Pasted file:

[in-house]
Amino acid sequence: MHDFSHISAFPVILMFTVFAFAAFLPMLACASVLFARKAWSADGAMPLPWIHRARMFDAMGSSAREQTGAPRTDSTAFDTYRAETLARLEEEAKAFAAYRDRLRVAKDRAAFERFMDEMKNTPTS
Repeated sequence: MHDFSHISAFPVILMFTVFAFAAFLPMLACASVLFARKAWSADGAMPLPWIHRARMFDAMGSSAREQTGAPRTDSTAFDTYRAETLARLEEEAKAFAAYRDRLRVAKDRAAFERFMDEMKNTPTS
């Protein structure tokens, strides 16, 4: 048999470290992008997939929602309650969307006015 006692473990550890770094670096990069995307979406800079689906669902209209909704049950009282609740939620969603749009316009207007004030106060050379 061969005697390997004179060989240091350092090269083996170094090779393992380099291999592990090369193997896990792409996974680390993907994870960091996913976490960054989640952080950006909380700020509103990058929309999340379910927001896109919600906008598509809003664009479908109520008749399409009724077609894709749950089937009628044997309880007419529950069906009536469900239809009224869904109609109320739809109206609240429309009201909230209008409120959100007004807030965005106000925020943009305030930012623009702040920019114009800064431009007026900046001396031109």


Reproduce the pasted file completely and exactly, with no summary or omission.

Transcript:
[in-house]
Amino acid sequence: MHDFSHISAFPVILMFTVFAFAAFLPMLACASVLFARKAWSADGAMPLPWIHRARMFDAMGSSAREQTGAPRTDSTAFDTYRAETLARLEEEAKAFAAYRDRLRVAKDRAAFERFMDEMKNTPTS
Repeated sequence: MHDFSHISAFPVILMFTVFAFAAFLPMLACASVLFARKAWSADGAMPLPWIHRARMFDAMGSSAREQTGAPRTDSTAFDTYRAETLARLEEEAKAFAAYRDRLRVAKDRAAFERFMDEMKNTPTS
């Protein structure tokens, strides 16, 4: 048999470290992008997939929602309650969307006015 006692473990550890770094670096990069995307979406800079689906669902209209909704049950009282609740939620969603749009316009207007004030106060050379 061969005697390997004179060989240091350092090269083996170094090779393992380099291999592990090369193997896990792409996974680390993907994870960091996913976490960054989640952080950006909380700020509103990058929309999340379910927001896109919600906008598509809003664009479908109520008749399409009724077609894709749950089937009628044997309880007419529950069906009536469900239809009224869904109609109320739809109206609240429309009201909230209008409120959100007004807030965005106000925020943009305030930012623009702040920019114009800064431009007026900046001396031109």